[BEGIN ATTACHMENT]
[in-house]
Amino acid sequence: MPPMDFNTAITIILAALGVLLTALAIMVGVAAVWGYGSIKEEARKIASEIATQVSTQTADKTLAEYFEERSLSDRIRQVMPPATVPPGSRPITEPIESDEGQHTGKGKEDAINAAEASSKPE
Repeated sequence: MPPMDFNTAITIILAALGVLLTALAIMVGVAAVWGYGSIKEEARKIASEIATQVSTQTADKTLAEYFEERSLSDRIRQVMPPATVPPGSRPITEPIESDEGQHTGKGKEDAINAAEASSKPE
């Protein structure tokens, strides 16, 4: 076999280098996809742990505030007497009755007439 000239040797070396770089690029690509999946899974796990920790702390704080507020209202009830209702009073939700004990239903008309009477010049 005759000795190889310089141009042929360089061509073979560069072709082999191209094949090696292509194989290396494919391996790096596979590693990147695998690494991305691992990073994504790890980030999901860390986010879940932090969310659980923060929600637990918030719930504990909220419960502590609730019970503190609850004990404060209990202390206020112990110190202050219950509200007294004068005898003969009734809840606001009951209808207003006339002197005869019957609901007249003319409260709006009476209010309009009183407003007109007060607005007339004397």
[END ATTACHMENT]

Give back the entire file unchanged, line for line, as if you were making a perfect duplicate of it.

[in-house]
Amino acid sequence: MPPMDFNTAITIILAALGVLLTALAIMVGVAAVWGYGSIKEEARKIASEIATQVSTQTADKTLAEYFEERSLSDRIRQVMPPATVPPGSRPITEPIESDEGQHTGKGKEDAINAAEASSKPE
Repeated sequence: MPPMDFNTAITIILAALGVLLTALAIMVGVAAVWGYGSIKEEARKIASEIATQVSTQTADKTLAEYFEERSLSDRIRQVMPPATVPPGSRPITEPIESDEGQHTGKGKEDAINAAEASSKPE
């Protein structure tokens, strides 16, 4: 076999280098996809742990505030007497009755007439 000239040797070396770089690029690509999946899974796990920790702390704080507020209202009830209702009073939700004990239903008309009477010049 005759000795190889310089141009042929360089061509073979560069072709082999191209094949090696292509194989290396494919391996790096596979590693990147695998690494991305691992990073994504790890980030999901860390986010879940932090969310659980923060929600637990918030719930504990909220419960502590609730019970503190609850004990404060209990202390206020112990110190202050219950509200007294004068005898003969009734809840606001009951209808207003006339002197005869019957609901007249003319409260709006009476209010309009009183407003007109007060607005007339004397």